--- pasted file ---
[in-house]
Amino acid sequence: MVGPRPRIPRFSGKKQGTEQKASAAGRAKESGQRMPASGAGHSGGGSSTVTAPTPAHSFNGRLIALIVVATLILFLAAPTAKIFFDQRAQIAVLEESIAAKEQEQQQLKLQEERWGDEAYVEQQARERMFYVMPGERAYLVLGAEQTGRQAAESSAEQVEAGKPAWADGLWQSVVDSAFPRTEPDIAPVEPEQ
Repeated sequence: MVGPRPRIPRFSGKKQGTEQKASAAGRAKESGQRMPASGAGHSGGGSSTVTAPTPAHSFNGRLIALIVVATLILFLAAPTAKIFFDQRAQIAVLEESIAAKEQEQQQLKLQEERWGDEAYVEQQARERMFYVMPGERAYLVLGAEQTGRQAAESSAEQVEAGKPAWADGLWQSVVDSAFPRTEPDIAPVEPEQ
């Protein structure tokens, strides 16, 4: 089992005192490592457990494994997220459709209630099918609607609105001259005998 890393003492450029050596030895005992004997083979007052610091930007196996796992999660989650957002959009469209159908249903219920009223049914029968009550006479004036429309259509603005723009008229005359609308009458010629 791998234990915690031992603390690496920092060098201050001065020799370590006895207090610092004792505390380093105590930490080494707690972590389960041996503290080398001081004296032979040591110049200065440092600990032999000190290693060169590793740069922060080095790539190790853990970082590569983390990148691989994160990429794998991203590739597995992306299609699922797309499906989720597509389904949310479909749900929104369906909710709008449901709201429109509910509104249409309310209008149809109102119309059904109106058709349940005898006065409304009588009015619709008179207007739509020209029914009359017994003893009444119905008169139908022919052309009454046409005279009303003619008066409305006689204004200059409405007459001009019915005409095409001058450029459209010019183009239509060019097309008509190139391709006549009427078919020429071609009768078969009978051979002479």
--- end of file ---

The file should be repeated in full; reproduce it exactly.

[in-house]
Amino acid sequence: MVGPRPRIPRFSGKKQGTEQKASAAGRAKESGQRMPASGAGHSGGGSSTVTAPTPAHSFNGRLIALIVVATLILFLAAPTAKIFFDQRAQIAVLEESIAAKEQEQQQLKLQEERWGDEAYVEQQARERMFYVMPGERAYLVLGAEQTGRQAAESSAEQVEAGKPAWADGLWQSVVDSAFPRTEPDIAPVEPEQ
Repeated sequence: MVGPRPRIPRFSGKKQGTEQKASAAGRAKESGQRMPASGAGHSGGGSSTVTAPTPAHSFNGRLIALIVVATLILFLAAPTAKIFFDQRAQIAVLEESIAAKEQEQQQLKLQEERWGDEAYVEQQARERMFYVMPGERAYLVLGAEQTGRQAAESSAEQVEAGKPAWADGLWQSVVDSAFPRTEPDIAPVEPEQ
């Protein structure tokens, strides 16, 4: 089992005192490592457990494994997220459709209630099918609607609105001259005998 890393003492450029050596030895005992004997083979007052610091930007196996796992999660989650957002959009469209159908249903219920009223049914029968009550006479004036429309259509603005723009008229005359609308009458010629 791998234990915690031992603390690496920092060098201050001065020799370590006895207090610092004792505390380093105590930490080494707690972590389960041996503290080398001081004296032979040591110049200065440092600990032999000190290693060169590793740069922060080095790539190790853990970082590569983390990148691989994160990429794998991203590739597995992306299609699922797309499906989720597509389904949310479909749900929104369906909710709008449901709201429109509910509104249409309310209008149809109102119309059904109106058709349940005898006065409304009588009015619709008179207007739509020209029914009359017994003893009444119905008169139908022919052309009454046409005279009303003619008066409305006689204004200059409405007459001009019915005409095409001058450029459209010019183009239509060019097309008509190139391709006549009427078919020429071609009768078969009978051979002479």